I’ve never owned a four-square billiard. I’ve had plenty of pipes with paneled sides, but this venerable classic has always eluded me. Truth told, I’d always considered it something of a remedial shape, a pipe to be made when a conventional billiard exhibited too many flaws, or when the lines went wrong. And, I considered them too “simple.” For as long as I’ve been smoking pipes, this quaint but cunning shape has held little interest. Then, something conspired to disabuse me of my prejudices all at once.
One day, a few months ago, an Instagram friend taunted me with photos of a beautiful example of the shape that he’d just gotten. I was instantly smitten. Then he showed another. And another. As I looked at his photos, I saw things in the shape I’d never really noticed, sending me down the rabbit hole to look at hundreds of photos of as many examples I could find.
It turns out it’s far from the simple shape I’d thought it to be, but rather one that’s clearly challenging to execute well. While it shares the overall profile and proportions of a conventional billiard, including the slight forward cant of the bowl, those panels have to be even, perfectly square, and, importantly, must not destroy the balance of the shape. If the bowl doesn’t have that very slight forward tilt, it looks like it’s falling backwards. Too much tilt, and it’s just weird. If the panels are cut too deeply, the walls could become too thin, and at its worst, it makes the thing look like a cube on a stick. The cut and gentle curvature of the four vertices are as important as the panels themselves. The shank, too, must be carefully and consistently square along its length, as must the taper of the stem.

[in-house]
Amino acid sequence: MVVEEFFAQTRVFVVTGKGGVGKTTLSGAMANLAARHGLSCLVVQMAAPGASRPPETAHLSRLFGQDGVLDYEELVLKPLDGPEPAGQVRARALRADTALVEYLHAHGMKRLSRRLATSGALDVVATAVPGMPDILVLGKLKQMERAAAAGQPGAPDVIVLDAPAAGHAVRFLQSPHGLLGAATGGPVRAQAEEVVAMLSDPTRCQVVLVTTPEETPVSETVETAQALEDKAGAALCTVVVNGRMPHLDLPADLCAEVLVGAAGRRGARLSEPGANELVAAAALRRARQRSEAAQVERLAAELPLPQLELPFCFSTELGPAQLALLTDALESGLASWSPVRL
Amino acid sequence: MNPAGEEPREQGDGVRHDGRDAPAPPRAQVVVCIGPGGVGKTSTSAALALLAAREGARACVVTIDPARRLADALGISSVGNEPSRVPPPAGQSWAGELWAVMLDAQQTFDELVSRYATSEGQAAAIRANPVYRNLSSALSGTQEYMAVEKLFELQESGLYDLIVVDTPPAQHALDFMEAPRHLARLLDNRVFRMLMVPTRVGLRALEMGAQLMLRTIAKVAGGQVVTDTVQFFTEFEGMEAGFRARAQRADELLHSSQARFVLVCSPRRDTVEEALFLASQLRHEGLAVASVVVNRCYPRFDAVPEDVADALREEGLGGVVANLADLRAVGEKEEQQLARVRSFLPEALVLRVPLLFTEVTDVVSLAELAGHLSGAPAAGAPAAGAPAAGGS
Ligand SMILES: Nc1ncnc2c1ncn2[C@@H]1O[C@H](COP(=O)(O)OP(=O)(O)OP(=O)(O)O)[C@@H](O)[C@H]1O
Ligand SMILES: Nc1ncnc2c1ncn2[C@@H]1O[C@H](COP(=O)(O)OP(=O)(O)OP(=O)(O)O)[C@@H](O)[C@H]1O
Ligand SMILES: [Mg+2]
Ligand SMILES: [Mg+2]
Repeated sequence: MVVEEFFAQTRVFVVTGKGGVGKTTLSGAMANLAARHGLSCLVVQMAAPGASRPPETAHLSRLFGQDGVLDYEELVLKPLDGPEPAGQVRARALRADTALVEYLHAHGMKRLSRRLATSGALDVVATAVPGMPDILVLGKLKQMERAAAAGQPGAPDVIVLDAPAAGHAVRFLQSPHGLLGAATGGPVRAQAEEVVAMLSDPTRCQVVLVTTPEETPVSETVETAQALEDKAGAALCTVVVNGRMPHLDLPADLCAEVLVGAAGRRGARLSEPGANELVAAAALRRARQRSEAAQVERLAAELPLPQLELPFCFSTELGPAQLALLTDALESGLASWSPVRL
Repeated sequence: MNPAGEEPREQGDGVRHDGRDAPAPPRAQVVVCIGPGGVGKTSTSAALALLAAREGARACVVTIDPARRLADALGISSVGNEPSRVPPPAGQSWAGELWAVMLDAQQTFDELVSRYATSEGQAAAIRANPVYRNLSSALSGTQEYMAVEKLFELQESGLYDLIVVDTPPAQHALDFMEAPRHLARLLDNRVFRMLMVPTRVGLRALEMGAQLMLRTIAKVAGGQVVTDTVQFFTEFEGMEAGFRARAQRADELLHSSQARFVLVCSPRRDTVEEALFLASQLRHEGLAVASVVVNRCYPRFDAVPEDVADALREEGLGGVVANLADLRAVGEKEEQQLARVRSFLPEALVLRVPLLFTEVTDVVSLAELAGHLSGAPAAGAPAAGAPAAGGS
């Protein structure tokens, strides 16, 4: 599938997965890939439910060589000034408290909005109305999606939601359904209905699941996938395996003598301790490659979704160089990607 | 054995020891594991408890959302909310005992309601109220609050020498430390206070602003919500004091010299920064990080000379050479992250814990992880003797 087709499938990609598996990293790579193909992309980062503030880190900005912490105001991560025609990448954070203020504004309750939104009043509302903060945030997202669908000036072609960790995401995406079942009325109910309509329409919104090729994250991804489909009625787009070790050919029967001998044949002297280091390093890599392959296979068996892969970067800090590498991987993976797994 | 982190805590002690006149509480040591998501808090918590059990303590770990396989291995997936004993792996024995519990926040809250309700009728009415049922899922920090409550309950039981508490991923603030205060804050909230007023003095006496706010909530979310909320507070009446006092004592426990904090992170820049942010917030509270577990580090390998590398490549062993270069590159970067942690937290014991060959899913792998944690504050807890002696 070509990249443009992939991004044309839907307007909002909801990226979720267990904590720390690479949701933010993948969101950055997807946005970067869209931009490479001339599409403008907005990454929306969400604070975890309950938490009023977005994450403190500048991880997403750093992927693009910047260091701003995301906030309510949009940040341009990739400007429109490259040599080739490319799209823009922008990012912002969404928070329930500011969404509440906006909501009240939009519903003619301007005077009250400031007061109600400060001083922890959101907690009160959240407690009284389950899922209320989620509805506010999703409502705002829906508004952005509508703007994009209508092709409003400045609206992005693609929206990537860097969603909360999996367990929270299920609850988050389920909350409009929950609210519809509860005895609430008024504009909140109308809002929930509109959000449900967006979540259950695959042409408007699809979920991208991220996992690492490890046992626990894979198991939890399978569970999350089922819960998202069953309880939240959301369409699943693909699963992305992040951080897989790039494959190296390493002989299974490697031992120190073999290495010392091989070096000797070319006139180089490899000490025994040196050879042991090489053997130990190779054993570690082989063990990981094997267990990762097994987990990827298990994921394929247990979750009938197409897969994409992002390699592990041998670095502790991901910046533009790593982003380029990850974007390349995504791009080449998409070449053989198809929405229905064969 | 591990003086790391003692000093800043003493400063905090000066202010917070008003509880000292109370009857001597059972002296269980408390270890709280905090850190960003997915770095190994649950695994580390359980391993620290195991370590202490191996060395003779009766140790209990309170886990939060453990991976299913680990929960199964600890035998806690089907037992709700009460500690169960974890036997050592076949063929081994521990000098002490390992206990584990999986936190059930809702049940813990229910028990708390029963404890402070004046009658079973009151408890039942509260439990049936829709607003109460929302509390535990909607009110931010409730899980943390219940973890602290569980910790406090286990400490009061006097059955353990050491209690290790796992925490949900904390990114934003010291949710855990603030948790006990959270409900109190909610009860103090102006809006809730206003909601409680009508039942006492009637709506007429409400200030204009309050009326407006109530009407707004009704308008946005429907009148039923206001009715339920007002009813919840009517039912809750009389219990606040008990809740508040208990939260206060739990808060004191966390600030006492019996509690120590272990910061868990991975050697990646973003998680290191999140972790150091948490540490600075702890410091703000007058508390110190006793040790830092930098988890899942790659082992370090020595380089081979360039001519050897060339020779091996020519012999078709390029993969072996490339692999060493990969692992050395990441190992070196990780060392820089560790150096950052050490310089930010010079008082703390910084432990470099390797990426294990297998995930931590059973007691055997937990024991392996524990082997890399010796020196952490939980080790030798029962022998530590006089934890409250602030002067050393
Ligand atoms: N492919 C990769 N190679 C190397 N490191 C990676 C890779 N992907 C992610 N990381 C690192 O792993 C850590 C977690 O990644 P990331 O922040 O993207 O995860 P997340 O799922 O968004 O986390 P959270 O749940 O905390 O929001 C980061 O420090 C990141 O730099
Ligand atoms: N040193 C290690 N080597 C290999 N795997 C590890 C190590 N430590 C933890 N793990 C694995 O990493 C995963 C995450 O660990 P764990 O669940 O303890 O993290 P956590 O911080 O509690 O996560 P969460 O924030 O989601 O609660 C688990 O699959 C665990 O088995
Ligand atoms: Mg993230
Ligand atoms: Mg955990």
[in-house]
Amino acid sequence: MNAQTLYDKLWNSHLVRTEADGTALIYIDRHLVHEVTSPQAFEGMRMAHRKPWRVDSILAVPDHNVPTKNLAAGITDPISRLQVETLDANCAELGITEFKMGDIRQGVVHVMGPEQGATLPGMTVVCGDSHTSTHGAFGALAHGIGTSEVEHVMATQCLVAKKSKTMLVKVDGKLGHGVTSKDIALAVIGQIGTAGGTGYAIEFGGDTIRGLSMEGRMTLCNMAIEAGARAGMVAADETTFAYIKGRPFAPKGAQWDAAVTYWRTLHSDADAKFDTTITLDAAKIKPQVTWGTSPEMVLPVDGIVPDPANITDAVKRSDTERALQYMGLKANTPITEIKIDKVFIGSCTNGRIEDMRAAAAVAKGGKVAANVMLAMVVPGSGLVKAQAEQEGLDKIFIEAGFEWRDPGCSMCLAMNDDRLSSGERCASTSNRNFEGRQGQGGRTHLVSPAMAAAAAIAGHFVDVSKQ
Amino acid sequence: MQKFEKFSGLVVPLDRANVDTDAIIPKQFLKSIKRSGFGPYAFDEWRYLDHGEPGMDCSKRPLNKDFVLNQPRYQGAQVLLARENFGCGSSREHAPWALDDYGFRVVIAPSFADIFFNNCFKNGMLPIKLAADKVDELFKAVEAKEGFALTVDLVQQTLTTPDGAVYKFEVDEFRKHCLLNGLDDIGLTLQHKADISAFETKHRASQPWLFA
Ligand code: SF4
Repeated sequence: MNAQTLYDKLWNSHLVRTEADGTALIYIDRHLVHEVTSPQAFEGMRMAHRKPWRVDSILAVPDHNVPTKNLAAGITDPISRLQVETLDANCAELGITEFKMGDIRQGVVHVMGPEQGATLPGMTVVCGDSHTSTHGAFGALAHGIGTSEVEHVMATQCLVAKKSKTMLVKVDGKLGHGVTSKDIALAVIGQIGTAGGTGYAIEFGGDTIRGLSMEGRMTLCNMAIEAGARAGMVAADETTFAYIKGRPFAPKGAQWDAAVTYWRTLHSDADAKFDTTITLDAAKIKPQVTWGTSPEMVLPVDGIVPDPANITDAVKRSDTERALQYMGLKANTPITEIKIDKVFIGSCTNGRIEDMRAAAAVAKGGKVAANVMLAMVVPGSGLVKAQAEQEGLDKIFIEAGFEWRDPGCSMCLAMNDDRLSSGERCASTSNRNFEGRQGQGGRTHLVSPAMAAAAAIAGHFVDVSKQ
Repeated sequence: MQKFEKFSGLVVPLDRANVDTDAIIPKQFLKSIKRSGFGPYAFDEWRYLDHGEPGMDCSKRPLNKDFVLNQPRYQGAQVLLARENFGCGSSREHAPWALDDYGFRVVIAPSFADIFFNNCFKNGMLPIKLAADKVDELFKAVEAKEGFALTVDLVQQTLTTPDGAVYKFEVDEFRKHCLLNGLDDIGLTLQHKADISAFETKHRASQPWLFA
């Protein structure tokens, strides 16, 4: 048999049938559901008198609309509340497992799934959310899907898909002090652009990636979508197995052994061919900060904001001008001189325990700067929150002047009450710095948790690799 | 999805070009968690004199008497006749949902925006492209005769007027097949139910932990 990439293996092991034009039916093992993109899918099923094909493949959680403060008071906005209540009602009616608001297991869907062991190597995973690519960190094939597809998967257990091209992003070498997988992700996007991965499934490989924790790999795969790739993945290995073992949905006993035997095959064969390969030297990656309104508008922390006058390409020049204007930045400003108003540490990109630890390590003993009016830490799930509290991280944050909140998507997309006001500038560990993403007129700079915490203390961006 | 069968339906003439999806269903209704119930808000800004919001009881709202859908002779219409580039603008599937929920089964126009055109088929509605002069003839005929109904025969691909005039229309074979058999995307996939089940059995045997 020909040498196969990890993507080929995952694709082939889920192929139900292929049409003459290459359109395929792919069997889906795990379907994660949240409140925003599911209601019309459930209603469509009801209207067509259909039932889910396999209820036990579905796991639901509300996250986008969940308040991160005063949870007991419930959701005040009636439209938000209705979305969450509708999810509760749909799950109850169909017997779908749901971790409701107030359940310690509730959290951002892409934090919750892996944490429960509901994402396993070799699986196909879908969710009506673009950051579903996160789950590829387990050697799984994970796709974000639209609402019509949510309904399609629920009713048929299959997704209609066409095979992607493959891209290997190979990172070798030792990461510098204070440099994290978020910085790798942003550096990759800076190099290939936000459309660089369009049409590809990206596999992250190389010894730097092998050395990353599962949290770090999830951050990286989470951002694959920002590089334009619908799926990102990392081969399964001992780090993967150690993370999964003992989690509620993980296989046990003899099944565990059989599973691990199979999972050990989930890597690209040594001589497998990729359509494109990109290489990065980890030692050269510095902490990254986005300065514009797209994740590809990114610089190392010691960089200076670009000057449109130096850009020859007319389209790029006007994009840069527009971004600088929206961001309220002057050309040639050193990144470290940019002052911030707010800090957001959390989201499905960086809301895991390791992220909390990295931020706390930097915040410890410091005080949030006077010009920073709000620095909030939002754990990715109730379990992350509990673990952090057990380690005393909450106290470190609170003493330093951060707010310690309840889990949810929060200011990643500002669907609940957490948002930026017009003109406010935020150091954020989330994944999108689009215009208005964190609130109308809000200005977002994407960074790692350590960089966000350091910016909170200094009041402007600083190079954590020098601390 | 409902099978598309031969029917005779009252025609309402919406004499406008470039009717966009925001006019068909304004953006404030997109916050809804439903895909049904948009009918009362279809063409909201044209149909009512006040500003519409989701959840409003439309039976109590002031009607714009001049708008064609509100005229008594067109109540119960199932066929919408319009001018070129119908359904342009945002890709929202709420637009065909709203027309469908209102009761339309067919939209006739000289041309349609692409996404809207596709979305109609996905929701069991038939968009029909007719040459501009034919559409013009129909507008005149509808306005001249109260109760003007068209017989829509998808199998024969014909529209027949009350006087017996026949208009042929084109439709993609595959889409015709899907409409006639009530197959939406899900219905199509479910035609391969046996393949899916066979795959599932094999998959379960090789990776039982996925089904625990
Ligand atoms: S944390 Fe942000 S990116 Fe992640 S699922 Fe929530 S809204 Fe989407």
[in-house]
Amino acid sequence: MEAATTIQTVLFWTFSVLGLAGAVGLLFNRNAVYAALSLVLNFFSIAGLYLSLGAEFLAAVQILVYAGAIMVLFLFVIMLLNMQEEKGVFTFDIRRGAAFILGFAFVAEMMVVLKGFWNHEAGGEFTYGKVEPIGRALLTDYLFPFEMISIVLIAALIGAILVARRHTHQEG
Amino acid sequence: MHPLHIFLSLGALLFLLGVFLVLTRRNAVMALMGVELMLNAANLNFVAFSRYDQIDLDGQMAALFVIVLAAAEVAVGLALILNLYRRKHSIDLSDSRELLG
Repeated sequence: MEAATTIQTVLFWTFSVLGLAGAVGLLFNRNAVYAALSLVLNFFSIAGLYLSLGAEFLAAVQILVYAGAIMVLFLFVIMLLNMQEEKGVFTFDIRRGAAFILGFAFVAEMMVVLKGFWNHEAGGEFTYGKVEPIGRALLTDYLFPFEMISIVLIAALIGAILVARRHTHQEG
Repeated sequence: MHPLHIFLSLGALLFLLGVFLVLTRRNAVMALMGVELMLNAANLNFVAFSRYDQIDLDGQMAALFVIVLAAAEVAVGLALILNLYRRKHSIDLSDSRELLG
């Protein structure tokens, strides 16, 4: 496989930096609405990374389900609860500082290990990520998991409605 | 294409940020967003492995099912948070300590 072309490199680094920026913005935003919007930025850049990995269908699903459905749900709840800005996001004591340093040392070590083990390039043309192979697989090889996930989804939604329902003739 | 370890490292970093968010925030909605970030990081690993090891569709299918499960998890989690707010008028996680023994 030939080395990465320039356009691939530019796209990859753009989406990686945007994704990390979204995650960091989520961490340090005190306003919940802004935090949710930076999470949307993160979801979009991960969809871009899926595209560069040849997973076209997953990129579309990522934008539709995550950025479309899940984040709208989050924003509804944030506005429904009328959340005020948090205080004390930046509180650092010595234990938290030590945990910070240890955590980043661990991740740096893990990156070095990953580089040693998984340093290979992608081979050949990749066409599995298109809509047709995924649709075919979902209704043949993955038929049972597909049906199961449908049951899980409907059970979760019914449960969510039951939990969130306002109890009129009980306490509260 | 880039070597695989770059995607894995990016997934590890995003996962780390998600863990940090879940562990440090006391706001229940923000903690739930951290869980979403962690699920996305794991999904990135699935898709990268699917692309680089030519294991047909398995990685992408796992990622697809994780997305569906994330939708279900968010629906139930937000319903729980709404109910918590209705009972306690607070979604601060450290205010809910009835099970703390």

Though based on the classic billiard, it became clear looking at Frank’s pipes, and so many others, that if it’s going to be successfully executed, the pipe maker has to start out with the four-square in mind, rather than using the shape to “fix” a billiard gone wrong. As a bonus, the panels and facets exhibit the briar’s grain in a unique and interesting way.
There’s also the practicality of the shape; the bowl has good capacity coupled with light weight. I had to have one, and so began my quest. A Dunhill EK would be nice, but finding one in good shape that wasn’t more than I was willing to spend turned out to be something of a fool’s errand. I went looking for a more modest example, maybe something French.
After weeks of searching, I came across a “shop pipe” stamped for Garfinkel’s, an old Washington DC tobacconist that has always held deep significance to me.
In the 1980s, a friend in our local pipe community introduced me to Garfinkel’s by way of their magnificent Orient Express #11 mixture. Produced for them by Sobranie, to this day I consider it the finest example of genre ever created. The balance of Virginias, orientals and Latakia were absolute perfection, resulting in a rich, complex and always fascinating tobacco. I started buying a pound of it every month, eight 2oz tins, until the tragic day when Larry Garfinkel called me to ask if he could send me two pounds that month. “Sure, Larry. Why?” It was his last two pounds. It was this tobacco that was the most significant inspiration on my own blending journey. I have no idea what magic was performed to make it so special, but it was, and it is. Garfinkel’s may be gone, but the memories linger.